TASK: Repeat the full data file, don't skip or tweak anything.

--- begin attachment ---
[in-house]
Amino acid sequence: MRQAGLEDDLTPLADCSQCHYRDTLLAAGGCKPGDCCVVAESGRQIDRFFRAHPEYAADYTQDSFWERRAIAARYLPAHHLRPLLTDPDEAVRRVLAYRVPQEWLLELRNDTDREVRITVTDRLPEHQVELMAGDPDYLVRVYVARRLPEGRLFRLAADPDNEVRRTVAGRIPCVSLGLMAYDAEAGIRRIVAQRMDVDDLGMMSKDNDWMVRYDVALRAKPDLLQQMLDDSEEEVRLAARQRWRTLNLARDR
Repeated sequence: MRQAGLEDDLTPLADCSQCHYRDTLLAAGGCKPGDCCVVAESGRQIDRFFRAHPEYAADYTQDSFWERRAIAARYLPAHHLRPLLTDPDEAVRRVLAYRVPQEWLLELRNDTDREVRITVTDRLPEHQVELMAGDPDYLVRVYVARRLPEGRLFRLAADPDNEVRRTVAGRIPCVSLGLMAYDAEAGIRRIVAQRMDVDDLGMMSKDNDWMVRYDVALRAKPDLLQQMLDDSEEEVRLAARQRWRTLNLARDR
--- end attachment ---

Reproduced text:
[in-house]
Amino acid sequence: MRQAGLEDDLTPLADCSQCHYRDTLLAAGGCKPGDCCVVAESGRQIDRFFRAHPEYAADYTQDSFWERRAIAARYLPAHHLRPLLTDPDEAVRRVLAYRVPQEWLLELRNDTDREVRITVTDRLPEHQVELMAGDPDYLVRVYVARRLPEGRLFRLAADPDNEVRRTVAGRIPCVSLGLMAYDAEAGIRRIVAQRMDVDDLGMMSKDNDWMVRYDVALRAKPDLLQQMLDDSEEEVRLAARQRWRTLNLARDR
Repeated sequence: MRQAGLEDDLTPLADCSQCHYRDTLLAAGGCKPGDCCVVAESGRQIDRFFRAHPEYAADYTQDSFWERRAIAARYLPAHHLRPLLTDPDEAVRRVLAYRVPQEWLLELRNDTDREVRITVTDRLPEHQVELMAGDPDYLVRVYVARRLPEGRLFRLAADPDNEVRRTVAGRIPCVSLGLMAYDAEAGIRRIVAQRMDVDDLGMMSKDNDWMVRYDVALRAKPDLLQQMLDDSEEEVRLAARQRWRTLNLARDR